Can objects be used as built-ins?

This is a discussion on Can objects be used as built-ins? within the C++ Programming forums, part of the General Programming Boards category; I'm wondering if and how to make a class return an integer without calling a member function. Example Code: int ...

  1. #1
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    [SOLVED] Can objects be used as built-ins?

    I'm wondering if and how to make a class return an integer without calling a member function.

    Example

    Code:
    int bar (int a); 
    
    int main()
    {
      Foo f(); // create a Foo object
    
      // Example A
      int a;
    
      a = f + 1; // Treat f as an int
    
      // Example B
      a = bar(f); // Treat f as an int
    
      // Example C
      return f; // Treat f as an int
    }
    Example A can be done with operator overloading. But what about B and C?


    I want to do this so I can make a class, FifoPtr, that behaves exactly like an int except when assigning a new value to it, it does a (% size) before assigning. I'd like to do it without having to call Foo::get_val() or something in examples B and C.

    Any ideas?
    Last edited by BdON003; 09-10-2011 at 12:39 PM.

  2. #2
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    You could use conversion operators.
    Code:
    #include <iostream>
    
    class Foo
    {
    public:
    	operator int() { return 12345; }
    	operator float() { return 3.33; }
    };
    
    int main()
    {
    	Foo F;
    	int i = F;
    	float f = F;
    	std::cout << "i: " << i << " f: " << f << std::endl;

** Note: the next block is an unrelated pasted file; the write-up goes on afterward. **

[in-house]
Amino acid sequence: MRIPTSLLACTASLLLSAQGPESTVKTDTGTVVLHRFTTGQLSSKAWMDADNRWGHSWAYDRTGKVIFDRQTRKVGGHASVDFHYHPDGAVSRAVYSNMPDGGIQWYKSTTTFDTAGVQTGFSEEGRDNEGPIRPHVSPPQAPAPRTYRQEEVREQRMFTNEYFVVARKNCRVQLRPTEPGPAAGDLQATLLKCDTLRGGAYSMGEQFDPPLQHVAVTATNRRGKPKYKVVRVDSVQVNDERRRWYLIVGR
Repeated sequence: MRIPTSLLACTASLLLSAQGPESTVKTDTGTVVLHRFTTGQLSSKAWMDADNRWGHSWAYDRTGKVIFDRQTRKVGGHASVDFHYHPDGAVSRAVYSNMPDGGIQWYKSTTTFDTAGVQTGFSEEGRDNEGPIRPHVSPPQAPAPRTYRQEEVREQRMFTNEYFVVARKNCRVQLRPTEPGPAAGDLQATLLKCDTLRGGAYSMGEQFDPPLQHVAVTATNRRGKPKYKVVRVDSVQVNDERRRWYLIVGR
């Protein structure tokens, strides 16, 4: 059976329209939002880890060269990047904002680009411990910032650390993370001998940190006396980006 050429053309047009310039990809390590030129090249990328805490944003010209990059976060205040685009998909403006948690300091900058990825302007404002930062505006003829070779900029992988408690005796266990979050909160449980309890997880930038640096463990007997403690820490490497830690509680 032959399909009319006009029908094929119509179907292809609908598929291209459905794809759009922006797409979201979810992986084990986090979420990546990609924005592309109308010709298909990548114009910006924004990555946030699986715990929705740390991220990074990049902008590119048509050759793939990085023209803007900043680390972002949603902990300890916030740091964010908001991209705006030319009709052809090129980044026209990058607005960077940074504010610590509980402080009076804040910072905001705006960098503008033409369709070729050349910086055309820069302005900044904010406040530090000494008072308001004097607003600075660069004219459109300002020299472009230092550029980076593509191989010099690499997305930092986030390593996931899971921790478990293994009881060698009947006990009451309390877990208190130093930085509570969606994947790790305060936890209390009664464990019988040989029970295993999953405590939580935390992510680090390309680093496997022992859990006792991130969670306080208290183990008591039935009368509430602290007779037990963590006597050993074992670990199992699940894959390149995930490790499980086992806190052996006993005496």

}

  3. #3
    C++まいる!Cをこわせ! Elysia's Avatar
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    >>Foo f(); // create a Foo object
    This is wrong. This declares a function returning a Foo object.

    As for the question... yes, it's possible.
    Simply overload an operator int() in the class. You should consider making it explicit if your compiler supports it.
    If it doesn't support explicit conversion operators (C++11 feature), then I recommend that you use a get function to avoid evil implicit conversions.
    Quote Originally Posted by Adak View Post
    io.h certainly IS included in some modern compilers. It is no longer part of the standard for C, but it is nevertheless, included in the very latest Pelles C versions.
    Quote Originally Posted by Salem View Post
    You mean it's included as a crutch to help ancient programmers limp along without them having to relearn too much.

    Outside of your DOS world, your header file is meaningless.

  4. #4
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    Quote Originally Posted by Elysia View Post
    [...]explicit conversion operators (C++11 feature), [...]
    Wow, that's awesome. I have been wishing for that type of feature.

  5. #5
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    Perfect. I haven't used C++ in awhile. I forgot about conversion operators.

    Thanks

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